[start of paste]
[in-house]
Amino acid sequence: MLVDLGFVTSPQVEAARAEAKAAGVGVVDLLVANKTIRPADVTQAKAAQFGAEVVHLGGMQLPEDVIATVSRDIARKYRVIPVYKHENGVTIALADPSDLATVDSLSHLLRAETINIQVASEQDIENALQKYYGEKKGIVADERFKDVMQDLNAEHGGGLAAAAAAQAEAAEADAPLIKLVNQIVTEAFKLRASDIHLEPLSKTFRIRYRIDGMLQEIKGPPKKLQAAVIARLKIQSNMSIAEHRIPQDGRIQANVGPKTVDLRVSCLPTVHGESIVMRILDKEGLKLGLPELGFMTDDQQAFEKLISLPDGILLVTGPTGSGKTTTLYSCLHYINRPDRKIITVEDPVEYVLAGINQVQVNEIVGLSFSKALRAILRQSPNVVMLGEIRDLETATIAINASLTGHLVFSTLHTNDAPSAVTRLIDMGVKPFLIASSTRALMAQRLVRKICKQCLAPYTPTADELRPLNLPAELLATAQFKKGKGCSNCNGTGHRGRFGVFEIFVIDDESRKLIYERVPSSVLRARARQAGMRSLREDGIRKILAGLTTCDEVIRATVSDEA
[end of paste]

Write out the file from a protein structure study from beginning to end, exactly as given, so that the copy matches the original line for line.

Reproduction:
[in-house]
Amino acid sequence: MLVDLGFVTSPQVEAARAEAKAAGVGVVDLLVANKTIRPADVTQAKAAQFGAEVVHLGGMQLPEDVIATVSRDIARKYRVIPVYKHENGVTIALADPSDLATVDSLSHLLRAETINIQVASEQDIENALQKYYGEKKGIVADERFKDVMQDLNAEHGGGLAAAAAAQAEAAEADAPLIKLVNQIVTEAFKLRASDIHLEPLSKTFRIRYRIDGMLQEIKGPPKKLQAAVIARLKIQSNMSIAEHRIPQDGRIQANVGPKTVDLRVSCLPTVHGESIVMRILDKEGLKLGLPELGFMTDDQQAFEKLISLPDGILLVTGPTGSGKTTTLYSCLHYINRPDRKIITVEDPVEYVLAGINQVQVNEIVGLSFSKALRAILRQSPNVVMLGEIRDLETATIAINASLTGHLVFSTLHTNDAPSAVTRLIDMGVKPFLIASSTRALMAQRLVRKICKQCLAPYTPTADELRPLNLPAELLATAQFKKGKGCSNCNGTGHRGRFGVFEIFVIDDESRKLIYERVPSSVLRARARQAGMRSLREDGIRKILAGLTTCDEVIRATVSDEA